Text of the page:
Even if the administration returns to the negotiating table tomorrow, the faculty will not return to the classroom until the contract is finalized. How is that showing commitment to the students? The administration’s refusal to ‘negotiate with hostage takers’ (my words, not the administration’s) while not necessarily the wisest, shows more interest in getting the faculty back in the class then anything the union has said.

    Simple facts:
    -Union will not return to the classroom until they get the contract they want (which if you read their own press releases basically comes down to more money)
    -Administration will not negotiate until faculty is back in the classroom.

    Who’s showing less commitment toward the students? Actions speak louder then words.

  4. Wow, “Concerned Party,” you seem really passionate about all of this. I think I’m actually coming around to your position. But I can’t decide whether it’s your water-tight reasoning or the fact that you went back to practically every single post on this website and left a comment saying practically the same thing that changed my mind. The only thing I don’t quite get–and believe me, I want to side with you–is when you say that “actions speak louder than words.” I think you’re talking about the administration, right? I’m just wondering when you refer to their “actions” whether you’re talking about the fact that they waited until 10pm the night before the fall semester began to make their “last best offer” or the fact that they walked away from the table at 10pm the night before the fall semester began, refusing to continue to negotiate? Thanks for the clarification. Keep up the great posts!

  5. Concerned Party, you are right that this is not really a lockout. What it really is is just a pretty plain and bold attempt to bust the union. We went out on strike for a variety of reasons, including unfair labor practices (and btw, that is actually legal). The way organized labor works, at least the way it always has worked, is that unions are in a position to bargain ultimately is the threat of a strike. We can debate whether or not that was a good idea, and I have mixed feelings about that.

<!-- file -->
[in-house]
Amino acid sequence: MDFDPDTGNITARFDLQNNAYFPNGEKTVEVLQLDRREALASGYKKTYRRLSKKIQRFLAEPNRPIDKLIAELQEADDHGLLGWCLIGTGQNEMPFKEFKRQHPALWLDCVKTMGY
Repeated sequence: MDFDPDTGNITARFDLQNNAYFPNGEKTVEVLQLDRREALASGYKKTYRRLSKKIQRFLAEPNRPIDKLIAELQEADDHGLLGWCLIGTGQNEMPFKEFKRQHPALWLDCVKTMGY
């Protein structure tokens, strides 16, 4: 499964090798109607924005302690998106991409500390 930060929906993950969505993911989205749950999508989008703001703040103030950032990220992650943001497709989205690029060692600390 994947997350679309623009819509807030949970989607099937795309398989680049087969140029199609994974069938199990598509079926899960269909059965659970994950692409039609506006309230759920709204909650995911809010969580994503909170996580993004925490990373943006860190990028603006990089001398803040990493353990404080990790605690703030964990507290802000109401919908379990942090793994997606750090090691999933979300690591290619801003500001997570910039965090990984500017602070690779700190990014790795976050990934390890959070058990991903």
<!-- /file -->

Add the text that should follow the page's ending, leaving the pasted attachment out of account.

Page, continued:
But from my point of view, two things are very VERY clear here: first, it is inescapable that the administration walked out of the the talks. The saddest part of this whole awful experience for me is that had they not walked out, had they stayed at the table, we would have been teaching last Wednesday.

    Second, given my first point, I think it’s clear who cares about the students here. Indeed, I think it’s the fact that we care about our students that is ultimately going to end this strike, and end it badly for the faculty union.

  6. Well CP, Ill tell you this:

    * I’ve been out there every day talking to students, mine and others.

    * I’ve been emailing students left and right, trying to clue them in to what’s going on and what the impact of the strike will be on the rest of the semester. Probably.

    * I have met with students informally at coffee shops and in my house, lending what support I can.

    I could go on and on. But other than Fallon serving coffee and saying he “cares deeply” about students, what has the administration done?

  7. Hello Concerned Party,

    I wrote what I will paste below for another forum (, but I thought that you might be interested in it as well.

    The long and short of the situation for me is that if we end the strike, we undermine the only power that we have to advocate for and act in the interest of EMU students, but if the administration returns to the negotiation table, they will lose nothing except a little self-esteem.

    Given its powerful (and expensive) outside lawyers, the administration can still advocate its own case once at the negotiation table and, supposing that even cares about EMU students (which I am beginning to very much doubt), it can still advocate for what it sees as the interest of students as well.

    Everyone loses if the strike is called off at this point, and everyone has a chance to compromise and reach a mutually agreed upon contract if the negotiations continue.


    “Legal Right and Moral Obligation for the EMU Faculty to Strike�

    Hello EMU Parents,

    I would be in the classroom at this very moment if it was in the long-term interest of my students and in the long-term interest of your children. However, there is no question in this particular case that the faculty strike is not only warranted, but in the long-term interest of every student at EMU. It is my moral responsibility as a teacher, as well as your moral responsibility as a parent, to protect the interest of students in whatever way that I humanly can, and I take that responsibility very seriously, as seriously as no doubt you yourselves do. (Perhaps see the editorial in the student-run paper that says much the same thing: